1998 Dodge Intrepid
by John Heilig
SEE ALSO: Dodge Buyer's Guide
SPECIFICATIONS ENGINE: 2.7-liter V-6 HORSEPOWER/TORQUE: 200 hp @ 5800 rpm/190 ft-lbs @ 4850 rpm TRANSMISSION: Four-speed automatic FUEL ECONOMY: 20 mpg city, 29 mpg highway WHEELBASE: 113.0 in. LENGTH x WIDTH X HEIGHT: 203.7 x 74.7 x 55.9 in. CURB WEIGHT: 3422 lbs FUEL CAPACITY: 17.0 gal. CARRYING CAPACITY: 18.4 cu. ft. INSTRUMENTS: Speedometer, tachometer, fuel level, water temperature, digital clock. EQUIPMENT: Power mirrors, power windows, power door locks, cruise control, air conditioner, AM-FM stereo radio with cassette and in-dash CD, ABS, dual air bags. STICKER PRICE: $22,500 (est.)
I had a chance over the course of the road test week to drive two Dodge Intrepids, both the base version and the more powerful, more luxurious EX. The EX is what you might consider a smaller, less expensive Concorde. It has a 3.2-liter V-6 engine, leather seats, four-speed automatic transmission with the automatic StickShift. The base Intrepid, on the other hand, is powered by a 2.7-liter V-6, had a four-speed automatic without the stick shift, and cloth seats.
But except for these minor differences, the cars are identical. With the close relationship to the Chrysler Concorde, they also share one other feature, the solidity of the new LH cars. When Chrysler designed the first Intrepid in 1992, they came out with a pretty decent automobile. The new one, though, is outstanding.
We drove the Intrepid over our normal roads in the Lehigh Valley of Pennsylvania and borrowed the EX to drive in the Detroit area. Trust me, some of those Detroit roads are bad. They are the type of road that will knock your fillings loose, as well as some of the screws inside the automobile. The Intrepid held up well to the Detroit roads as well as our (much better) Lehigh Valley roads. We also took it down to Virginia, where we encountered Interstates and dirt roads. Again, the solidity of the Intrepid overcame the challenges put in front of us by highway designers.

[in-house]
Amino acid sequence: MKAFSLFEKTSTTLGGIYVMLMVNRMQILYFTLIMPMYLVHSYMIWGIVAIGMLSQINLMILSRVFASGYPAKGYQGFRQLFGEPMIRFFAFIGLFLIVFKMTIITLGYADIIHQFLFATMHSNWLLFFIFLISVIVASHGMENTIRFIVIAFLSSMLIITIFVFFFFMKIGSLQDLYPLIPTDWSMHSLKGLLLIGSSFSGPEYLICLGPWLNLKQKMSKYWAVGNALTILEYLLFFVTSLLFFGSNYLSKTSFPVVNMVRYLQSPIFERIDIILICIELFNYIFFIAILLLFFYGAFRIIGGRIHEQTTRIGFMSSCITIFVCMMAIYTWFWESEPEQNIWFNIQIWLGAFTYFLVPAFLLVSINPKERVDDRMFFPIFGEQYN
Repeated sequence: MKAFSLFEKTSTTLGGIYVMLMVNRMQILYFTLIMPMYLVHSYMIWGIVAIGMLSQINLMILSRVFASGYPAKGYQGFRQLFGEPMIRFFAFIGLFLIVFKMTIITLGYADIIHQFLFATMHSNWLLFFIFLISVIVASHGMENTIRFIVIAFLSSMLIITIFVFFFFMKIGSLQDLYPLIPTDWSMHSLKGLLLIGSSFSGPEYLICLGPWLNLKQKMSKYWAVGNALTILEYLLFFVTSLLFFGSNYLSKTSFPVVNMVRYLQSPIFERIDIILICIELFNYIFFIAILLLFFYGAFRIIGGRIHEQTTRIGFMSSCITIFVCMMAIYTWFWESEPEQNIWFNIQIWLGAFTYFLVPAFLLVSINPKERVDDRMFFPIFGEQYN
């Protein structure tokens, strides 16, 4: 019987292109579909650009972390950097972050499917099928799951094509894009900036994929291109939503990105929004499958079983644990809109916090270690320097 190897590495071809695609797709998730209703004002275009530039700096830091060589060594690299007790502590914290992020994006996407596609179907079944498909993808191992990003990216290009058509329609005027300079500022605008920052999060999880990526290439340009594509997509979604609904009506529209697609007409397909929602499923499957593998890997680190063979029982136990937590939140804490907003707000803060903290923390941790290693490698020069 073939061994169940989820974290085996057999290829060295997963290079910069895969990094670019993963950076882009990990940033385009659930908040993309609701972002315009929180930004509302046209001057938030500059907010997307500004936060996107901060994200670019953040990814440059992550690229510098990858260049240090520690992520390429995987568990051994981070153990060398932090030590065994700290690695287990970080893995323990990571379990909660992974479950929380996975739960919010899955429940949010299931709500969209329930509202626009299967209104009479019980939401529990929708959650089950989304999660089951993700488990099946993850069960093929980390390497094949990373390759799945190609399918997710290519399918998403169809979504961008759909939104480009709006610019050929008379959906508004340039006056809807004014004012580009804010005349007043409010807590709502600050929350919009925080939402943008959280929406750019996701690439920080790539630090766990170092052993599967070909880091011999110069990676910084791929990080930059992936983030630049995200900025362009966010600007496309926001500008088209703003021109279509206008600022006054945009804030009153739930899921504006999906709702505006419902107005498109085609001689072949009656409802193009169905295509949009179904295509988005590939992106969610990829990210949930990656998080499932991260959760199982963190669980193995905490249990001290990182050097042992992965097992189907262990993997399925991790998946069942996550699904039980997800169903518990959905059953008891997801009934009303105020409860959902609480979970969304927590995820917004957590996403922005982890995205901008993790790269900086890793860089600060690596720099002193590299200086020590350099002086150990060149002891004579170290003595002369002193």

There is a feeling of solidity and security that the Intrepid gives you that is matched by few other sedans. It is a comfortable feeling. The Intrepid will also handle any normal twisting and winding road without the fear of going off road or getting in trouble.
The individual front bucket seats are relatively comfortable, even though they don't offer much side support. In this case, I think I'd opt for the cloth seats because of the greater friction and assistance they give in keeping you in the seat.
Among the new features in this Intrepid are cruise control switches on the steering wheel, which were convenient. Some of the speed sin Michigan were higher than I'm accustomed to driving. The Intrepid handled these speeds and more with comfort. Cruise control was a useful feature to keep me from going too fast and attracting unwanted attention.
The new Intrepid has an enormous trunk, listed at somewhere near 20 cubic feet. This is great for a family sedan, where you're going to want to carry everyone's luggage on family trips. Combined with a slippery coefficient of drag of under .30, we also had fuel economy of more than 23 mpg with the smaller engine, with no real lack of power. There was an annoying whistle around the left window, though.
One of the knocks against Chrysler the past few years has been a relative lack of quality. while the corporation has introduced some interesting and well-designed cars, the quality hasn't been there. The fit and finish have not been as good as they could be. With this car, I'd like to dispel that rumor if I can. The seams are uniform through their length, for example. there are some texture differences inside, but they aren't as interesting as the New Beetle, for example.
All in all, the Dodge Intrepid continues to be one of the more interesting and more desirable sedans on the market today. There is any number of good four-door sedans available, but I think the Intrepid ranks at or near the top of any list you may be compiling.